It all seemed so easy
In 2010 an article was published in the New England Journal of Medicine, Preventing Surgical-Site Infections in Nasal Carriers of Staphylococcus aureus . Patients were screened for Staphylcoccus aureus ( including MRSA, methicillin resistant Staphylococcus aureus) and those that were positive underwent a 5 day perioperative decontamination procedure with chlorhexidine baths and an antibiotic, mupirocin, in the nose. The results were impressive. Before the intervention the infection rates were 7.7 % and after the intervention it was 3.4 %. That is an impressive drop in surgical infections.
One of the orthopedic groups approached us (us being the hospital administration, pharmacy, nursing and infection control, of which I am Chair) to implement the protocol in their patients, citing a similar study on an orthopedic population. Great. It should be an easy enough intervention. I should have known better, of course, long experience has continually demonstrated that what appears to be simple never is.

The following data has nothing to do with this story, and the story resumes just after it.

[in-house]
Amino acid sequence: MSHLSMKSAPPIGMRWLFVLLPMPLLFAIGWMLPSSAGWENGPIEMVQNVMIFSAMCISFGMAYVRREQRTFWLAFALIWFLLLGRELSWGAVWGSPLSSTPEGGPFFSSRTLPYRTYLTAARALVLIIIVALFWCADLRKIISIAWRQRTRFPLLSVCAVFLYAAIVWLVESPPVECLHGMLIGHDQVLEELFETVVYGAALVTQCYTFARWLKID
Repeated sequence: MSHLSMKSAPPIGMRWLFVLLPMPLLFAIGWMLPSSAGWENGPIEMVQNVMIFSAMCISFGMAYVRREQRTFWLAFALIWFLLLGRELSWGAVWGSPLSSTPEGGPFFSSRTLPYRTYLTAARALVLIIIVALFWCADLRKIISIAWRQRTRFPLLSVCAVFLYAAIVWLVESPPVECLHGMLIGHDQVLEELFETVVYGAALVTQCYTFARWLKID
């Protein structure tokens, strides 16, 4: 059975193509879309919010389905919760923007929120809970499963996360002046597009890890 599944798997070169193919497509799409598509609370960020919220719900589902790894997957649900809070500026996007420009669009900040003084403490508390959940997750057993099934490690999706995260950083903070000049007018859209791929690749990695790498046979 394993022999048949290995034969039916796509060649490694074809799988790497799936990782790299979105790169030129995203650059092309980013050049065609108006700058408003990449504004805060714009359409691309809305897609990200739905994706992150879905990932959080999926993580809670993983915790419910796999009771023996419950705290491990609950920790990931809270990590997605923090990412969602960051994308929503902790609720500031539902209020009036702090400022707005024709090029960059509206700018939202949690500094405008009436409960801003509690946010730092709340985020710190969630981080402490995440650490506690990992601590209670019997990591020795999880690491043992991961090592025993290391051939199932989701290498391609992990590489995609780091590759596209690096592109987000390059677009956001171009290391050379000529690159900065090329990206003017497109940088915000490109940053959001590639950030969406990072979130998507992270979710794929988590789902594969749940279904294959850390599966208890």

First was the question as to whether the study was applicable to our patients. Resources were going to be devoted to an intervention, so going forward we had to demonstrate that the bang would be worth the buck. These are financially lean times, with cutbacks and declining reimbursement, so every expenditure of time and money needs to be justified. In the bizarro accounting of health care, not every hospital administration will include money saved in the evaluation of interventions, only the money spent. I work in a hospital system with a remarkably strong commitment to patient safety and quality, so there was little worry on that point. (more…)